Oracle is shipping a new big data product called Oracle Big Data Spatial and Graph. Spatial and graph analytics has been available as an option for Oracle Database for more than 10 years, and with this introduction the company is bringing spatial and graph analytics to Hadoop and NoSQL.
Oracle Big Data Spatial and Graph includes two main components: a distributed property graph with over 35 parallel, in-memory analytic functions; and a range of spatial analysis functions and services to evaluate data based how near or far something is to one another, whether something falls within a boundary or region, or to process and visualize geospatial map data and imagery. With the spatial capabilities, users can take data with any location information, enrich it, and use it to harmonize their data. Users can also group results based on spatial relationships, in addition to applying spatial services to cleanse, filter, normalize and process geospatial data sets. This allows analysts can discover relationships and connections among customers, organizations and assets.
The Oracle Big Data Spatial and Graph technology was announced in an Oracle blog.
Oracle Big Data Spatial and Graph also provides an in-memory graph analysis engine. Because graph analysis is generally very time consuming because the computation routinely involves touching most of the nodes in the graph, the data access pattern is non-sequential (random) and can be time consuming. The property graph support in Oracle Big Data Spatial and Graph addresses this performance challenge by loading a graph into memory to carry out fast graph analytics. The graph engine comes pre-integrated with more than35 built-in (parallel) social network analysis (SNA) algorithms that address common graph problems. For scalability and performance, the in-memory, parallel analysis engine leverages the underlying persistent storage layer to provide efficient access and filtering of graph (or sub-graphs) into memory, resulting in fast analysis.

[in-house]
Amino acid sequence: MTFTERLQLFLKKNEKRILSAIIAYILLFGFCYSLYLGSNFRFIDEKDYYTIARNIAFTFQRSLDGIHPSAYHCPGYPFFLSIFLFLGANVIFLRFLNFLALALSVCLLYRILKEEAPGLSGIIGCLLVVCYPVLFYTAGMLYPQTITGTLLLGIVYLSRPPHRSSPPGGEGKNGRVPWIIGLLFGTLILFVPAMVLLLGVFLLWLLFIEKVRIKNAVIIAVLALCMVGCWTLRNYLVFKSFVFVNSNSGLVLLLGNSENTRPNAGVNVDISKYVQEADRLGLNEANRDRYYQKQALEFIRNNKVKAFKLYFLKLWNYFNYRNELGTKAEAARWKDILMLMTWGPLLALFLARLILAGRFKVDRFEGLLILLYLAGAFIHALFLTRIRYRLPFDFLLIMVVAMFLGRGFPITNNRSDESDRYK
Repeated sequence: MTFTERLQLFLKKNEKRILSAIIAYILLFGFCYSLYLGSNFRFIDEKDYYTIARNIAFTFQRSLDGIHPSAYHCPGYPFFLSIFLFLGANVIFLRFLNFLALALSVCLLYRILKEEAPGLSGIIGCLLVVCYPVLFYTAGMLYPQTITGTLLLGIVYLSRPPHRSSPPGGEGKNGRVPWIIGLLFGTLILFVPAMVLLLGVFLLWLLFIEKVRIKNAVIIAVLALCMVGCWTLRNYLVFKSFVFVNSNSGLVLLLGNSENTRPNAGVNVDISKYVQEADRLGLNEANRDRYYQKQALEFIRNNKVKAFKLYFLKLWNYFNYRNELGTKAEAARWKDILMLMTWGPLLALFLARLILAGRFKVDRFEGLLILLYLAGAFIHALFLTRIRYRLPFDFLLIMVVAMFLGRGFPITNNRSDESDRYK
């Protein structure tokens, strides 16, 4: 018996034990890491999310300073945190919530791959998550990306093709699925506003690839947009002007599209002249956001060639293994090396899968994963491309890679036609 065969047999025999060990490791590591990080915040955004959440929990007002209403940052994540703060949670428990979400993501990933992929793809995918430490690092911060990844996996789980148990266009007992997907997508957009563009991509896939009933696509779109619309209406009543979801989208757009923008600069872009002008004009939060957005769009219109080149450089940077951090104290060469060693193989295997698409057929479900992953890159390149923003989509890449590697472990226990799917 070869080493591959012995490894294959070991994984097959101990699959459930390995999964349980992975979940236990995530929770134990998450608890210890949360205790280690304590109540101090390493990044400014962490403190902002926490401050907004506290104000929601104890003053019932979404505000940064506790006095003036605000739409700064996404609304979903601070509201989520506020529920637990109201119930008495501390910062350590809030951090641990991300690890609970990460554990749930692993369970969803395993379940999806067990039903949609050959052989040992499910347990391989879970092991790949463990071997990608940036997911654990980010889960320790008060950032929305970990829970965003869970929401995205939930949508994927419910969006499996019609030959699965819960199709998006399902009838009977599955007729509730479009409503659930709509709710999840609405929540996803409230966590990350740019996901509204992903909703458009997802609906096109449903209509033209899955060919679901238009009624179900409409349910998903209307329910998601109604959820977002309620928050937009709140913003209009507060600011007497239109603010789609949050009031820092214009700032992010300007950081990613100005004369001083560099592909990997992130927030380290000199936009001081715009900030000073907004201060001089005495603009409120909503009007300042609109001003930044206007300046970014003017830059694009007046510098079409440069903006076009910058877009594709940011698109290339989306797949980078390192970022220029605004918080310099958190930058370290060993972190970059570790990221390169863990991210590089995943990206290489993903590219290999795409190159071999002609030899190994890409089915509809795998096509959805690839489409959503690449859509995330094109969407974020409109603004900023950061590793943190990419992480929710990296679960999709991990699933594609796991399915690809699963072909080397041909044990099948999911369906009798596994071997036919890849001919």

Oracle has made this capability available to Hadoop and NoSQL in order to support different kinds of datasets and the different workloads. Imagery and sensor data can be analyzed to support a variety of business benefits. Distributed sensors are generating vast amounts of raster imagery data in raw data formats that require large-scale geoprocessing for cleansing and preparation. Hadoop environments are well suited to storing and processing these high data volumes quickly, in parallel across MapReduce nodes.
According to Oracle, the Big Data Spatial and Graph technology is not only for existing customers, but will also benefit users that require spatial or graph analytics on Hadoop, even if they don’t have any other Oracle software.